Funky Winkerbean, a strip that only addresses the most current and topical of issues. Bringing us hot takes on the cultural debates that shape our world today. The ceiling of the Sistine Chapel, restored and conserved in the 80’s.
And Funky has to be one of those weird romantic hipsters that preferred the ceiling dark and dirty as the original sin it portrays. Not that he’s really alone. Go online and you will find entire cabals of passionate folk nitpicking the way they cleaned that ceiling, and they will never NEVER stop. Because there’s a genuine debate over if the ‘one solvent solves all’ approach of stripping the ceiling of anything that wasn’t painted on when the plaster was still wet erased details that our favorite pizza-loving, sewer-dwelling, turtle went back and put in there, rather than just erasing the heavy handed touch ups of early restorers.
There are others who thought that aggressively cleaning the ceiling at all was wrong. Some objects: furniture, coins, leather, firearms; collect a patina over the years that collectors consider a sin to remove, no matter how much time and oxidation have changed the appearance of the object. The ceiling as it was before showed its age, showed the hands of time and the hands of hundreds of tiny touchups by dozens of different humans through the centuries. It had accumulated a story. Who were we to erase that history?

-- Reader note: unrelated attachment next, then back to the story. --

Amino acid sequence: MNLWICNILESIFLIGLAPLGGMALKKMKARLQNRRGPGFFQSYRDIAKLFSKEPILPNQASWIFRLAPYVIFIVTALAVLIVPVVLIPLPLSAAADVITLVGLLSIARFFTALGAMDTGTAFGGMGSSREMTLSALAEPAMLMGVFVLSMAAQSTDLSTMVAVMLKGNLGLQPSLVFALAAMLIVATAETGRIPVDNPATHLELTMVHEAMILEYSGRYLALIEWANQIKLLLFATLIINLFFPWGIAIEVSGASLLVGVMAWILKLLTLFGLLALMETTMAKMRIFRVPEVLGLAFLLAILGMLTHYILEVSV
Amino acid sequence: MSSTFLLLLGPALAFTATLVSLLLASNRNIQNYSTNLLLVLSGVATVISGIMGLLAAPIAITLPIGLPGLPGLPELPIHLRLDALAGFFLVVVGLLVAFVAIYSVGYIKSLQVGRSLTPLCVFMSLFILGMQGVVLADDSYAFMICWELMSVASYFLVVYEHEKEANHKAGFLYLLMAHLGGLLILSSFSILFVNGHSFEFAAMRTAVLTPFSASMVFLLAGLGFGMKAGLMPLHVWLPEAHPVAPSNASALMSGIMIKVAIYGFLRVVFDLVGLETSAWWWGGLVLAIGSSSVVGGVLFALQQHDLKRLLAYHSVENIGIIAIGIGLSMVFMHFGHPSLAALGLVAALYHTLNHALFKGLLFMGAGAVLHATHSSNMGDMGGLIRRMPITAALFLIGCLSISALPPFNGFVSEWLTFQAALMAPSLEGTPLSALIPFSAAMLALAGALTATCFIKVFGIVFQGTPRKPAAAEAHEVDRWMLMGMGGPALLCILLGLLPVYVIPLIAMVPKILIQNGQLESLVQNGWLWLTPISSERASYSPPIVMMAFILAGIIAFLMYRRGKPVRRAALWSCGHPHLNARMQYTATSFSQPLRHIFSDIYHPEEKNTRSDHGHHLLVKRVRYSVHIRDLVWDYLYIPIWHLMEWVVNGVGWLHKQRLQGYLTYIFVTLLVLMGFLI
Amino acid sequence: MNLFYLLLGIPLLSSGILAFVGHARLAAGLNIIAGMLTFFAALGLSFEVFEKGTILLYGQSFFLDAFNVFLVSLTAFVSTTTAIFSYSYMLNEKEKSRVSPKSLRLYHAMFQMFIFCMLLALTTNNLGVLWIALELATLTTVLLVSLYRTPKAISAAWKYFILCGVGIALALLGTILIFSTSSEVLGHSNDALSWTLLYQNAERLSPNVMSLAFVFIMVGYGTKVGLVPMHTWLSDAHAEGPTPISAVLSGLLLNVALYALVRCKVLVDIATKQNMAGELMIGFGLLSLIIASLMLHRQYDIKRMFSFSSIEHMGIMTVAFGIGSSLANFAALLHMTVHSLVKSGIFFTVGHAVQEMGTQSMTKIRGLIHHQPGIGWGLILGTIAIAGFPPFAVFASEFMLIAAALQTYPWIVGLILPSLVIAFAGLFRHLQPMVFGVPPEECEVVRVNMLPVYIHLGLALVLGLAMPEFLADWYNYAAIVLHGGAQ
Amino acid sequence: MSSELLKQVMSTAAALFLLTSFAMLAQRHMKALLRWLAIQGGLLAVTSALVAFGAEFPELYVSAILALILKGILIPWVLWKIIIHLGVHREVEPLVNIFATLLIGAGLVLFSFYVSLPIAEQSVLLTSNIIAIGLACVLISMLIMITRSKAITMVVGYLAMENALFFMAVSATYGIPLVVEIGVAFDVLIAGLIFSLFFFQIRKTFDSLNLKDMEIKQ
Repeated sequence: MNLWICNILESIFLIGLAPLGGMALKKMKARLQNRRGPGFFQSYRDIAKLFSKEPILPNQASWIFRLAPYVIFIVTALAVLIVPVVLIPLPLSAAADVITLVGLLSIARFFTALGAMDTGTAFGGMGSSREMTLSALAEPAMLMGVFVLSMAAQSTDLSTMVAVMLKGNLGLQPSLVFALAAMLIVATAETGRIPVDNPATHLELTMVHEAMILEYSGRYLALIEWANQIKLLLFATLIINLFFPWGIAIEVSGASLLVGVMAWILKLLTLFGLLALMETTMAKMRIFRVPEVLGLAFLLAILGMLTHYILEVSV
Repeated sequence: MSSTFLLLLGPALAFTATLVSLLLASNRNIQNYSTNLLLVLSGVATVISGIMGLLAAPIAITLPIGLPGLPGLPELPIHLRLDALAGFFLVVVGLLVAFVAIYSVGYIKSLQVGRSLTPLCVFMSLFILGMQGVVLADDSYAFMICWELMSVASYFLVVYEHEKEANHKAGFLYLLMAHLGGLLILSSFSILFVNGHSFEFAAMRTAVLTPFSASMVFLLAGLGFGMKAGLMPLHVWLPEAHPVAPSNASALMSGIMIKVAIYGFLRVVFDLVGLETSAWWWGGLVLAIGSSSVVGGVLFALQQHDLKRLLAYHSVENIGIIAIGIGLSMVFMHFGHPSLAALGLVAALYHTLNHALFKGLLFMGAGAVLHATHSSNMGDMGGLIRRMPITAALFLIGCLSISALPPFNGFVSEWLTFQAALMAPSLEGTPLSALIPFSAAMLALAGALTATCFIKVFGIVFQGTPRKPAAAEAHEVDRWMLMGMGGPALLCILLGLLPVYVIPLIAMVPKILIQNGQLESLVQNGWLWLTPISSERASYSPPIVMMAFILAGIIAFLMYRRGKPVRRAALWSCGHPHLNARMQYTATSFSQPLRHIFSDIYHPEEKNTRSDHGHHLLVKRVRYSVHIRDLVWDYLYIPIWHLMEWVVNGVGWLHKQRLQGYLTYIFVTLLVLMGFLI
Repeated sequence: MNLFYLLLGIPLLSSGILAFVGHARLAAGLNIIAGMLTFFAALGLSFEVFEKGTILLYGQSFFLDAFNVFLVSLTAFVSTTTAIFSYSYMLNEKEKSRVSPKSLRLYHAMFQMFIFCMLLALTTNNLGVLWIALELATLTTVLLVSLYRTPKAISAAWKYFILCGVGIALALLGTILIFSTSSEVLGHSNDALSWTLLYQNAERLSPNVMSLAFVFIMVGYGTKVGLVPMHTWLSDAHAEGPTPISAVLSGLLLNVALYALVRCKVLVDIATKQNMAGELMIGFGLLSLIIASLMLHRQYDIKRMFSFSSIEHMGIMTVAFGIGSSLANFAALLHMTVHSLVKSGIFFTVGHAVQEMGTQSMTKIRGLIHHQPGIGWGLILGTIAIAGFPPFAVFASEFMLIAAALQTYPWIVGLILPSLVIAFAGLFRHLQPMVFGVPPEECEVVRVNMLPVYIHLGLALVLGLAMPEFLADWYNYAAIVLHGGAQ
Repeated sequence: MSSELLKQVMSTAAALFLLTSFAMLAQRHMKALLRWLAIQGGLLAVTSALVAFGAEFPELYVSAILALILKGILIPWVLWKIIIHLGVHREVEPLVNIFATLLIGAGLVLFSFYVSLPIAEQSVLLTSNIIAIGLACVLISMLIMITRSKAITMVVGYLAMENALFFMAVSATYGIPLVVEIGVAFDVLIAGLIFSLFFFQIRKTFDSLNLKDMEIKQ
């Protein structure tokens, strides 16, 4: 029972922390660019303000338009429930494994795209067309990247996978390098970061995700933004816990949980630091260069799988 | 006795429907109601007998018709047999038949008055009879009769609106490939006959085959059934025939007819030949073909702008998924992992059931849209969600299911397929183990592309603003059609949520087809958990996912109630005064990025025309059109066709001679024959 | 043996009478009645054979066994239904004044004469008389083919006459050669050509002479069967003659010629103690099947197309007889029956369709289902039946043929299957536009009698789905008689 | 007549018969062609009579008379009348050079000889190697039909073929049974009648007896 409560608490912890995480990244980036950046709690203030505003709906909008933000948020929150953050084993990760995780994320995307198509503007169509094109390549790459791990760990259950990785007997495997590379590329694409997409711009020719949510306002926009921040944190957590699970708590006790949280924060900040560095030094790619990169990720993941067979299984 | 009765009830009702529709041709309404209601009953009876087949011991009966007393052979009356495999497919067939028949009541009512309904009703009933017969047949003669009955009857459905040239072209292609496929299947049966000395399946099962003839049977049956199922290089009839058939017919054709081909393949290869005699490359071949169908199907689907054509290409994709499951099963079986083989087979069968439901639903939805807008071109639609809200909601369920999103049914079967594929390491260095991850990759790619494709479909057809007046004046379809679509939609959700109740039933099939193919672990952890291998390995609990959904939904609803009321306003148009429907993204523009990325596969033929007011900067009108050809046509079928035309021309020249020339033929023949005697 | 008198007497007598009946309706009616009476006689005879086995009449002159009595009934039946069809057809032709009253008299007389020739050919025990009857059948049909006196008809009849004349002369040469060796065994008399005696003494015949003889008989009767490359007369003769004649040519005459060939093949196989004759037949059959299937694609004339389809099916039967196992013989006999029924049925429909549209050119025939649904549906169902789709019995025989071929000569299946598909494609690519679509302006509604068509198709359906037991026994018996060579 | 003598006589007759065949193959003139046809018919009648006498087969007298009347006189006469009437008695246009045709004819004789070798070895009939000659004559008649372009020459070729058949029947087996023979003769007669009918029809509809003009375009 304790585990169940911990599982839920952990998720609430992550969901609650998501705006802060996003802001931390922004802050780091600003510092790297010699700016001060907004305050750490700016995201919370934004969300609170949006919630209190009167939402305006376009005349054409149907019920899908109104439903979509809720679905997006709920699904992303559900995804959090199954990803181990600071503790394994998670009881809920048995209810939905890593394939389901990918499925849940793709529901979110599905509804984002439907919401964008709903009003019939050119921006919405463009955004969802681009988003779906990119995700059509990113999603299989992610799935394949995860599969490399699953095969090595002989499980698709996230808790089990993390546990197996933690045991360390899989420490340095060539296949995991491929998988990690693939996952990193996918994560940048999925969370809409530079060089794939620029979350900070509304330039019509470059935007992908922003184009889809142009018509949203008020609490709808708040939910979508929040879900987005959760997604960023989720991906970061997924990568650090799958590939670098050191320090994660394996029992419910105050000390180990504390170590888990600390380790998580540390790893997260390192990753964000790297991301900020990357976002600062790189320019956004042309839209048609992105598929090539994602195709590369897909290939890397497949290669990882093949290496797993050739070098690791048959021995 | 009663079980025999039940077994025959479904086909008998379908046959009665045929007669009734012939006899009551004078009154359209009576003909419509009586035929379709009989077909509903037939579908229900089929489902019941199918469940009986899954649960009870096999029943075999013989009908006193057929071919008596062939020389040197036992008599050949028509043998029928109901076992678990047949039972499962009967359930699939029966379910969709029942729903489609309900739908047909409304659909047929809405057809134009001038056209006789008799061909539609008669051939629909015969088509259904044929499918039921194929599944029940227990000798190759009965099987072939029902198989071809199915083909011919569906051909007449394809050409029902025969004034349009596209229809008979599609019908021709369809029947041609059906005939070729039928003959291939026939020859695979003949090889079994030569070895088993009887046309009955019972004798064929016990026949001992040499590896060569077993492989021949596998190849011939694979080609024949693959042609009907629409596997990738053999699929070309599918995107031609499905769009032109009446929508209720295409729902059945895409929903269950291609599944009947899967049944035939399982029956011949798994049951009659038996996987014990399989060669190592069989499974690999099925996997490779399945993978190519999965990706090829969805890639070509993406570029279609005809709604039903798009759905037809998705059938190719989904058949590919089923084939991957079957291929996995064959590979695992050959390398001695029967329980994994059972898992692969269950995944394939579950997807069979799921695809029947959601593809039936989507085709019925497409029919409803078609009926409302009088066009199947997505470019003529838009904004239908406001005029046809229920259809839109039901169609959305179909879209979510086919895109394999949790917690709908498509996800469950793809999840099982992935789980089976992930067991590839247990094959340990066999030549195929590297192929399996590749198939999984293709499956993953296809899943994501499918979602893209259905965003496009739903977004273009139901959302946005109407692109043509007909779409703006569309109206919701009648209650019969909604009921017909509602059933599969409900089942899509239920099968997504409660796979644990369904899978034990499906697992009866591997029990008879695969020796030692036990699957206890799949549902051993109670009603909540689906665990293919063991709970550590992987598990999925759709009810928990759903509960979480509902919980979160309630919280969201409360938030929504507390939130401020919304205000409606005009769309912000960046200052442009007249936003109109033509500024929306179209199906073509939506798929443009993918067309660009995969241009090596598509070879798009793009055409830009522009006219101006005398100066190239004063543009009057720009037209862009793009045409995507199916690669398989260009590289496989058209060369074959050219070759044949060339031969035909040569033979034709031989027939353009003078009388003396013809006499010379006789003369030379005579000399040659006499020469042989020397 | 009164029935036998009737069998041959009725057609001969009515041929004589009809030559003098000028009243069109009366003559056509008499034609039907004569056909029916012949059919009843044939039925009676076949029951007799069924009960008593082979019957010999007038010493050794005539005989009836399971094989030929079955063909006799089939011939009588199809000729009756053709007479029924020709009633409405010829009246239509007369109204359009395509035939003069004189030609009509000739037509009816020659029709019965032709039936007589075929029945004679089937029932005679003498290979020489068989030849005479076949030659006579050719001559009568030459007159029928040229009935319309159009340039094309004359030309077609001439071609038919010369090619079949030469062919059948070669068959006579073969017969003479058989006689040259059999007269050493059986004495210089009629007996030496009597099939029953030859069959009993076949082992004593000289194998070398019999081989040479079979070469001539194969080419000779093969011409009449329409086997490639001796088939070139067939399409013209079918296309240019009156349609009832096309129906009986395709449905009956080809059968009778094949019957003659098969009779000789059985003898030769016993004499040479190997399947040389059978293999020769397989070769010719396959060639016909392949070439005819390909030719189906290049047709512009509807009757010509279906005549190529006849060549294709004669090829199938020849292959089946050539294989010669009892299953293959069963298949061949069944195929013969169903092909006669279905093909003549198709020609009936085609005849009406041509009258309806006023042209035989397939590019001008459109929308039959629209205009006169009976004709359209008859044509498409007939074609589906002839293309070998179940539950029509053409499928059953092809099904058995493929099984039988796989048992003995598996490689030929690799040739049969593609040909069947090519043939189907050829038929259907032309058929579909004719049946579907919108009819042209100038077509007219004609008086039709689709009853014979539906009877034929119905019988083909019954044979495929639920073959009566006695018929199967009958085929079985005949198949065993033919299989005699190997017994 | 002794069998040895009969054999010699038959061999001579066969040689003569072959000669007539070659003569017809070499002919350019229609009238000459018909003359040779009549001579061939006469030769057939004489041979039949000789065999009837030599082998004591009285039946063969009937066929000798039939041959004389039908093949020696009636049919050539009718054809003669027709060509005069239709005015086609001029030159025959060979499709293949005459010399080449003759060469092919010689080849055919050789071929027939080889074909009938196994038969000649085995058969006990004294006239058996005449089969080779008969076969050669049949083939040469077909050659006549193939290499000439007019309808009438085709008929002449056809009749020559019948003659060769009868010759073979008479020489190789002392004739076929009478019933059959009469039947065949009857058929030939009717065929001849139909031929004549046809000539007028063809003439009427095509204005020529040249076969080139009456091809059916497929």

But on the other hand, a painting is a statement by the artist. Mikey boy painted that ceiling to put into the physical world something in his mind and heart he had decided to say. If we had allowed time and grime and 18th century hands to obscure that work, we were changing the message of a man who could no longer speak for himself.
And Mikey was one odd duck, and not a guy we should ever talk over. The best story in the Sistine Chapel, one some of you might have heard, is actually on The Last Judgement wall fresco. It’s said that when Pope Paul III and some of his retinue were previewing the not complete work, the Pope’s Master of Ceremonies, Biago da Cesena, complained about all the naked people, saying the equivalent of ‘this doesn’t belong in a church, but in a bathhouse’.
Michelangelo heard this and, (In the words of my tour guide from my visit) ‘painted that man in the darkest corner of Hell, right above the door, where everyone would see him when exiting.’
A little bit of a prickly reaction. Kinda petty. Kinda vindictive. Sounds a little like something Tom would do.
But then again, Tom hardly has the artistic chops to back up his bluster. He’s no Michelangelo, a man so talented that, when poor Biago complained, all the Pope could say was, “I have no jurisdiction over Hell.”